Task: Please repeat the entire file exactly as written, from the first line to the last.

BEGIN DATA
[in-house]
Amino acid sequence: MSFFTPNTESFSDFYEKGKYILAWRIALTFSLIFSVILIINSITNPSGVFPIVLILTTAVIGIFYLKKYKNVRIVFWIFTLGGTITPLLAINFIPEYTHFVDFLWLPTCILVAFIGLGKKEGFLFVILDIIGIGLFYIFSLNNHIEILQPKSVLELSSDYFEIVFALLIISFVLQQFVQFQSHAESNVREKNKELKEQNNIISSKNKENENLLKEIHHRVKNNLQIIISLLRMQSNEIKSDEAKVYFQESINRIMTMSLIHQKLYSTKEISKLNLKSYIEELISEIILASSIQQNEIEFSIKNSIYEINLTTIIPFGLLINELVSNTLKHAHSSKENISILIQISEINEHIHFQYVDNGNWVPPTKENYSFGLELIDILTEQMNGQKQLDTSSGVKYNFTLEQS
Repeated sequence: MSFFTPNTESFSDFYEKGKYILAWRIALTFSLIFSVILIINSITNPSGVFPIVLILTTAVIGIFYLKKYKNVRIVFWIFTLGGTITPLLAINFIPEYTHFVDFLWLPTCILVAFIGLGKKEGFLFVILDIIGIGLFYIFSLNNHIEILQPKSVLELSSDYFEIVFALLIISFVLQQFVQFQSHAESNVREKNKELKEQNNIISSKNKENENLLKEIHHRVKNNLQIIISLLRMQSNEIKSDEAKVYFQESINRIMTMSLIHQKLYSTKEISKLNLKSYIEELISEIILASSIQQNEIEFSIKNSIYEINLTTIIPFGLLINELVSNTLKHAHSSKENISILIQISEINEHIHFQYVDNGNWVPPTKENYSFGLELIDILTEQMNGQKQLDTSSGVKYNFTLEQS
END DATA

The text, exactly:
[in-house]
Amino acid sequence: MSFFTPNTESFSDFYEKGKYILAWRIALTFSLIFSVILIINSITNPSGVFPIVLILTTAVIGIFYLKKYKNVRIVFWIFTLGGTITPLLAINFIPEYTHFVDFLWLPTCILVAFIGLGKKEGFLFVILDIIGIGLFYIFSLNNHIEILQPKSVLELSSDYFEIVFALLIISFVLQQFVQFQSHAESNVREKNKELKEQNNIISSKNKENENLLKEIHHRVKNNLQIIISLLRMQSNEIKSDEAKVYFQESINRIMTMSLIHQKLYSTKEISKLNLKSYIEELISEIILASSIQQNEIEFSIKNSIYEINLTTIIPFGLLINELVSNTLKHAHSSKENISILIQISEINEHIHFQYVDNGNWVPPTKENYSFGLELIDILTEQMNGQKQLDTSSGVKYNFTLEQS
Repeated sequence: MSFFTPNTESFSDFYEKGKYILAWRIALTFSLIFSVILIINSITNPSGVFPIVLILTTAVIGIFYLKKYKNVRIVFWIFTLGGTITPLLAINFIPEYTHFVDFLWLPTCILVAFIGLGKKEGFLFVILDIIGIGLFYIFSLNNHIEILQPKSVLELSSDYFEIVFALLIISFVLQQFVQFQSHAESNVREKNKELKEQNNIISSKNKENENLLKEIHHRVKNNLQIIISLLRMQSNEIKSDEAKVYFQESINRIMTMSLIHQKLYSTKEISKLNLKSYIEELISEIILASSIQQNEIEFSIKNSIYEINLTTIIPFGLLINELVSNTLKHAHSSKENISILIQISEINEHIHFQYVDNGNWVPPTKENYSFGLELIDILTEQMNGQKQLDTSSGVKYNFTLEQS